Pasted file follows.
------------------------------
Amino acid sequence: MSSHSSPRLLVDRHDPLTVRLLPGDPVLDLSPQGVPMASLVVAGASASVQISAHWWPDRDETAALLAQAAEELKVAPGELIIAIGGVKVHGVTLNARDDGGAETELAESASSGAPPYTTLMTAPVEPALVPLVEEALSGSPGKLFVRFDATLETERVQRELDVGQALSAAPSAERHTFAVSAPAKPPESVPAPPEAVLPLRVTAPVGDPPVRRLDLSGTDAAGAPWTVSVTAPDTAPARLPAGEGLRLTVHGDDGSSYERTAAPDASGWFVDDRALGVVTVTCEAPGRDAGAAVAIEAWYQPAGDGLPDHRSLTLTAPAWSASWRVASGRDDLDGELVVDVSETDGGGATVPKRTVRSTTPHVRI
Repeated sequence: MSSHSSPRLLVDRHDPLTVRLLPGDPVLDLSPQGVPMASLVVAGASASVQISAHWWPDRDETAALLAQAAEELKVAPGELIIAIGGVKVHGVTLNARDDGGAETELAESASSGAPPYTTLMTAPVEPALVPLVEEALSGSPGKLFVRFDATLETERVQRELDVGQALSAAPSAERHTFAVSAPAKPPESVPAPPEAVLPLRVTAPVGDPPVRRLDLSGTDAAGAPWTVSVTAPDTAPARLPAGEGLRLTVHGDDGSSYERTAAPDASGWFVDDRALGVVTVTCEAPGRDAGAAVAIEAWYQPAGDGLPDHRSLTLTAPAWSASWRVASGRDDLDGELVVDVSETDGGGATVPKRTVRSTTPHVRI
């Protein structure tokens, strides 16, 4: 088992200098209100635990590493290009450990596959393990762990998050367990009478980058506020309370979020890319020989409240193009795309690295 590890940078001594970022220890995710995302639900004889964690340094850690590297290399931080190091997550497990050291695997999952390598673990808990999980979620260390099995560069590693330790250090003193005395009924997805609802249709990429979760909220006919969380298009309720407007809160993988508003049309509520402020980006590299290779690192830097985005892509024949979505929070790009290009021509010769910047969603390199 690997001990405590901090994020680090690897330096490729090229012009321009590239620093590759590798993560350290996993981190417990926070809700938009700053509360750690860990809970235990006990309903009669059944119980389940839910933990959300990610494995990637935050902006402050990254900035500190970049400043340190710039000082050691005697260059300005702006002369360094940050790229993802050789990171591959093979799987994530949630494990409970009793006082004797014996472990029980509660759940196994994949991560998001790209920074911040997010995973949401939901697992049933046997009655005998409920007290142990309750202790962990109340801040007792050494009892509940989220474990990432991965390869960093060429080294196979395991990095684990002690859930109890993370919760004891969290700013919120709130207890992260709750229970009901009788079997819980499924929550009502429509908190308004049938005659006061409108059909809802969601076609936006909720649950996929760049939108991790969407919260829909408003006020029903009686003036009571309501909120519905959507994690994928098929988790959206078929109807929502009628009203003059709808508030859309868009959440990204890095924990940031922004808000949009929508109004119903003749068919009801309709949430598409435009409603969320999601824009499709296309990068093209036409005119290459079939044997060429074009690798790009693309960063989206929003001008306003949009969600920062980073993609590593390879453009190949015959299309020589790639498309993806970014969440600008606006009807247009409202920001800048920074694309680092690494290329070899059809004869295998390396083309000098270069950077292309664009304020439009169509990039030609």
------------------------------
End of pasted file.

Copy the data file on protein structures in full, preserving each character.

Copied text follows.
Amino acid sequence: MSSHSSPRLLVDRHDPLTVRLLPGDPVLDLSPQGVPMASLVVAGASASVQISAHWWPDRDETAALLAQAAEELKVAPGELIIAIGGVKVHGVTLNARDDGGAETELAESASSGAPPYTTLMTAPVEPALVPLVEEALSGSPGKLFVRFDATLETERVQRELDVGQALSAAPSAERHTFAVSAPAKPPESVPAPPEAVLPLRVTAPVGDPPVRRLDLSGTDAAGAPWTVSVTAPDTAPARLPAGEGLRLTVHGDDGSSYERTAAPDASGWFVDDRALGVVTVTCEAPGRDAGAAVAIEAWYQPAGDGLPDHRSLTLTAPAWSASWRVASGRDDLDGELVVDVSETDGGGATVPKRTVRSTTPHVRI
Repeated sequence: MSSHSSPRLLVDRHDPLTVRLLPGDPVLDLSPQGVPMASLVVAGASASVQISAHWWPDRDETAALLAQAAEELKVAPGELIIAIGGVKVHGVTLNARDDGGAETELAESASSGAPPYTTLMTAPVEPALVPLVEEALSGSPGKLFVRFDATLETERVQRELDVGQALSAAPSAERHTFAVSAPAKPPESVPAPPEAVLPLRVTAPVGDPPVRRLDLSGTDAAGAPWTVSVTAPDTAPARLPAGEGLRLTVHGDDGSSYERTAAPDASGWFVDDRALGVVTVTCEAPGRDAGAAVAIEAWYQPAGDGLPDHRSLTLTAPAWSASWRVASGRDDLDGELVVDVSETDGGGATVPKRTVRSTTPHVRI
């Protein structure tokens, strides 16, 4: 088992200098209100635990590493290009450990596959393990762990998050367990009478980058506020309370979020890319020989409240193009795309690295 590890940078001594970022220890995710995302639900004889964690340094850690590297290399931080190091997550497990050291695997999952390598673990808990999980979620260390099995560069590693330790250090003193005395009924997805609802249709990429979760909220006919969380298009309720407007809160993988508003049309509520402020980006590299290779690192830097985005892509024949979505929070790009290009021509010769910047969603390199 690997001990405590901090994020680090690897330096490729090229012009321009590239620093590759590798993560350290996993981190417990926070809700938009700053509360750690860990809970235990006990309903009669059944119980389940839910933990959300990610494995990637935050902006402050990254900035500190970049400043340190710039000082050691005697260059300005702006002369360094940050790229993802050789990171591959093979799987994530949630494990409970009793006082004797014996472990029980509660759940196994994949991560998001790209920074911040997010995973949401939901697992049933046997009655005998409920007290142990309750202790962990109340801040007792050494009892509940989220474990990432991965390869960093060429080294196979395991990095684990002690859930109890993370919760004891969290700013919120709130207890992260709750229970009901009788079997819980499924929550009502429509908190308004049938005659006061409108059909809802969601076609936006909720649950996929760049939108991790969407919260829909408003006020029903009686003036009571309501909120519905959507994690994928098929988790959206078929109807929502009628009203003059709808508030859309868009959440990204890095924990940031922004808000949009929508109004119903003749068919009801309709949430598409435009409603969320999601824009499709296309990068093209036409005119290459079939044997060429074009690798790009693309960063989206929003001008306003949009969600920062980073993609590593390879453009190949015959299309020589790639498309993806970014969440600008606006009807247009409202920001800048920074694309680092690494290329070899059809004869295998390396083309000098270069950077292309664009304020439009169509990039030609």